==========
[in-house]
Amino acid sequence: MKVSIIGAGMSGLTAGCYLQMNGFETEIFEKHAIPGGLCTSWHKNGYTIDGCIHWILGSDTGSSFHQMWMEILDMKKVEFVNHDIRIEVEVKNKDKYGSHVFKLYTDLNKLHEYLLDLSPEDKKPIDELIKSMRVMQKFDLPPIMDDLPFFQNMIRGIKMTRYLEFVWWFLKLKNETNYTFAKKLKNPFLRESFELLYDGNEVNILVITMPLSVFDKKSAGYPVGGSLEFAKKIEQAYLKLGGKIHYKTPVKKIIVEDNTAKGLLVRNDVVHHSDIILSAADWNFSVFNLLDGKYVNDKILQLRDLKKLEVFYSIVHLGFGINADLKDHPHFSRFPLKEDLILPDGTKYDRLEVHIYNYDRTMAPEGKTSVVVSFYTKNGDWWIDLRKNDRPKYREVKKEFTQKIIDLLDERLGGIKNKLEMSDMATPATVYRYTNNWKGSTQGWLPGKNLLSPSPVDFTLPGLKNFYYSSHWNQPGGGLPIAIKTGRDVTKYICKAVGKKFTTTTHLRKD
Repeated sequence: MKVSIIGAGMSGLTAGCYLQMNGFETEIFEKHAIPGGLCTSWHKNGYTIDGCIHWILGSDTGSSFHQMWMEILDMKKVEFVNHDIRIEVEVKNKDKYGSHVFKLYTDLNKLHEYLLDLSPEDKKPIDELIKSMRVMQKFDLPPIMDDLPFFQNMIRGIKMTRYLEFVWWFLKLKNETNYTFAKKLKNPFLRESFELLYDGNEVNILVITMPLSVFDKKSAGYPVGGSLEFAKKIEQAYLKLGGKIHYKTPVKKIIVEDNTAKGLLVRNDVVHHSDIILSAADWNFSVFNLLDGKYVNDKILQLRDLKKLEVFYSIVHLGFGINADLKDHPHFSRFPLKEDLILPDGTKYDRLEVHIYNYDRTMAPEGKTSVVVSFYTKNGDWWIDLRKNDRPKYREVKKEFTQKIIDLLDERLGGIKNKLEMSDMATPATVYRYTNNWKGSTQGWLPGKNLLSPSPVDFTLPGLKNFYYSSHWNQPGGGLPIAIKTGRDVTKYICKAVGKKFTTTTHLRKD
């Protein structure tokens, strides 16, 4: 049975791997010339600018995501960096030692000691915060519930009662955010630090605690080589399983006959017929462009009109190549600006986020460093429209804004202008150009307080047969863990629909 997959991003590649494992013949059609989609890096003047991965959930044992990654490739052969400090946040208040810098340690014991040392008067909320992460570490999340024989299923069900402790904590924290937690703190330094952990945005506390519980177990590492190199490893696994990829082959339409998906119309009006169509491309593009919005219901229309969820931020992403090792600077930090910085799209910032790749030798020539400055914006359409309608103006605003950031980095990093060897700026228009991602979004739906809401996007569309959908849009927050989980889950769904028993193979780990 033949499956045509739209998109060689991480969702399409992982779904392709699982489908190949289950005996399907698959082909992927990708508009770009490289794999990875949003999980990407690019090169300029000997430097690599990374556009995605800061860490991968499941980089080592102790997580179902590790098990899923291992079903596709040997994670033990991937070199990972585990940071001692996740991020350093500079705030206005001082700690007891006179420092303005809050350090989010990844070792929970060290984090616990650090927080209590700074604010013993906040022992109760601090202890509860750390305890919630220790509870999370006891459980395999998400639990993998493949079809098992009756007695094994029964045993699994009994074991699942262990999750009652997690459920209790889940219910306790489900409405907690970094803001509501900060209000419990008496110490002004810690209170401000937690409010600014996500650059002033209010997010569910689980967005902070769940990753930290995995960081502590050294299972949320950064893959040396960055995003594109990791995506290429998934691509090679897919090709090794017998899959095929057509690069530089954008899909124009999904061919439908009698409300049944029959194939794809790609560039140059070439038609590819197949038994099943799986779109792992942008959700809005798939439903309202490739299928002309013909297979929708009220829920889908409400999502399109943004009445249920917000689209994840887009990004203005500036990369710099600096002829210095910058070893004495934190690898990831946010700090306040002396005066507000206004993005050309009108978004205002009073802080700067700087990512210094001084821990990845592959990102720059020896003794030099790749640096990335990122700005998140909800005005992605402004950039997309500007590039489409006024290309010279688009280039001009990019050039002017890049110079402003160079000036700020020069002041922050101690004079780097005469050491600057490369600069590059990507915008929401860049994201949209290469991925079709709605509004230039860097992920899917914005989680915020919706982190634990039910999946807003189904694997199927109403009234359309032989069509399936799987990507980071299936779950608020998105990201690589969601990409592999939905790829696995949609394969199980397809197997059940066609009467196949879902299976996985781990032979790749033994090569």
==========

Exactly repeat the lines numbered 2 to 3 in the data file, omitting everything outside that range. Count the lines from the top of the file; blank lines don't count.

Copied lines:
Amino acid sequence: MKVSIIGAGMSGLTAGCYLQMNGFETEIFEKHAIPGGLCTSWHKNGYTIDGCIHWILGSDTGSSFHQMWMEILDMKKVEFVNHDIRIEVEVKNKDKYGSHVFKLYTDLNKLHEYLLDLSPEDKKPIDELIKSMRVMQKFDLPPIMDDLPFFQNMIRGIKMTRYLEFVWWFLKLKNETNYTFAKKLKNPFLRESFELLYDGNEVNILVITMPLSVFDKKSAGYPVGGSLEFAKKIEQAYLKLGGKIHYKTPVKKIIVEDNTAKGLLVRNDVVHHSDIILSAADWNFSVFNLLDGKYVNDKILQLRDLKKLEVFYSIVHLGFGINADLKDHPHFSRFPLKEDLILPDGTKYDRLEVHIYNYDRTMAPEGKTSVVVSFYTKNGDWWIDLRKNDRPKYREVKKEFTQKIIDLLDERLGGIKNKLEMSDMATPATVYRYTNNWKGSTQGWLPGKNLLSPSPVDFTLPGLKNFYYSSHWNQPGGGLPIAIKTGRDVTKYICKAVGKKFTTTTHLRKD
Repeated sequence: MKVSIIGAGMSGLTAGCYLQMNGFETEIFEKHAIPGGLCTSWHKNGYTIDGCIHWILGSDTGSSFHQMWMEILDMKKVEFVNHDIRIEVEVKNKDKYGSHVFKLYTDLNKLHEYLLDLSPEDKKPIDELIKSMRVMQKFDLPPIMDDLPFFQNMIRGIKMTRYLEFVWWFLKLKNETNYTFAKKLKNPFLRESFELLYDGNEVNILVITMPLSVFDKKSAGYPVGGSLEFAKKIEQAYLKLGGKIHYKTPVKKIIVEDNTAKGLLVRNDVVHHSDIILSAADWNFSVFNLLDGKYVNDKILQLRDLKKLEVFYSIVHLGFGINADLKDHPHFSRFPLKEDLILPDGTKYDRLEVHIYNYDRTMAPEGKTSVVVSFYTKNGDWWIDLRKNDRPKYREVKKEFTQKIIDLLDERLGGIKNKLEMSDMATPATVYRYTNNWKGSTQGWLPGKNLLSPSPVDFTLPGLKNFYYSSHWNQPGGGLPIAIKTGRDVTKYICKAVGKKFTTTTHLRKD